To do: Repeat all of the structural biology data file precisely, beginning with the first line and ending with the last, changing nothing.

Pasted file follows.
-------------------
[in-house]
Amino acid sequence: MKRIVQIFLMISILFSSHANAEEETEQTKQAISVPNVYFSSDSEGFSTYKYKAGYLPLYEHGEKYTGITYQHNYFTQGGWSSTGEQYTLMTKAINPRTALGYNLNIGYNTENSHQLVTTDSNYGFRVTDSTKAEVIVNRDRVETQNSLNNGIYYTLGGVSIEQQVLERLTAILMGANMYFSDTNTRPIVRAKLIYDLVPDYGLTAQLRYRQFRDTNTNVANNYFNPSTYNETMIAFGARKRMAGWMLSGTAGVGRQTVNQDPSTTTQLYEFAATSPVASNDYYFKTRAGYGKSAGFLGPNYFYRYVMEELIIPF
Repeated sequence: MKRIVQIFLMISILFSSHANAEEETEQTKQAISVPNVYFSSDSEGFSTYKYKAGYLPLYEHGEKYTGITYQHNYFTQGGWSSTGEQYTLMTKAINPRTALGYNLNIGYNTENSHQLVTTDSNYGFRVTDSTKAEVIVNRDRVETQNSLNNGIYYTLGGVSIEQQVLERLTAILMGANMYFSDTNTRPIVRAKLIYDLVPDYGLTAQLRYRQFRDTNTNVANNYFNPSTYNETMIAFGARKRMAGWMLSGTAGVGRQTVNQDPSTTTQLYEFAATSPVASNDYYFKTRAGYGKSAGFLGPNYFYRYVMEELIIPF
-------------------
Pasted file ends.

[in-house]
Amino acid sequence: MKRIVQIFLMISILFSSHANAEEETEQTKQAISVPNVYFSSDSEGFSTYKYKAGYLPLYEHGEKYTGITYQHNYFTQGGWSSTGEQYTLMTKAINPRTALGYNLNIGYNTENSHQLVTTDSNYGFRVTDSTKAEVIVNRDRVETQNSLNNGIYYTLGGVSIEQQVLERLTAILMGANMYFSDTNTRPIVRAKLIYDLVPDYGLTAQLRYRQFRDTNTNVANNYFNPSTYNETMIAFGARKRMAGWMLSGTAGVGRQTVNQDPSTTTQLYEFAATSPVASNDYYFKTRAGYGKSAGFLGPNYFYRYVMEELIIPF
Repeated sequence: MKRIVQIFLMISILFSSHANAEEETEQTKQAISVPNVYFSSDSEGFSTYKYKAGYLPLYEHGEKYTGITYQHNYFTQGGWSSTGEQYTLMTKAINPRTALGYNLNIGYNTENSHQLVTTDSNYGFRVTDSTKAEVIVNRDRVETQNSLNNGIYYTLGGVSIEQQVLERLTAILMGANMYFSDTNTRPIVRAKLIYDLVPDYGLTAQLRYRQFRDTNTNVANNYFNPSTYNETMIAFGARKRMAGWMLSGTAGVGRQTVNQDPSTTTQLYEFAATSPVASNDYYFKTRAGYGKSAGFLGPNYFYRYVMEELIIPF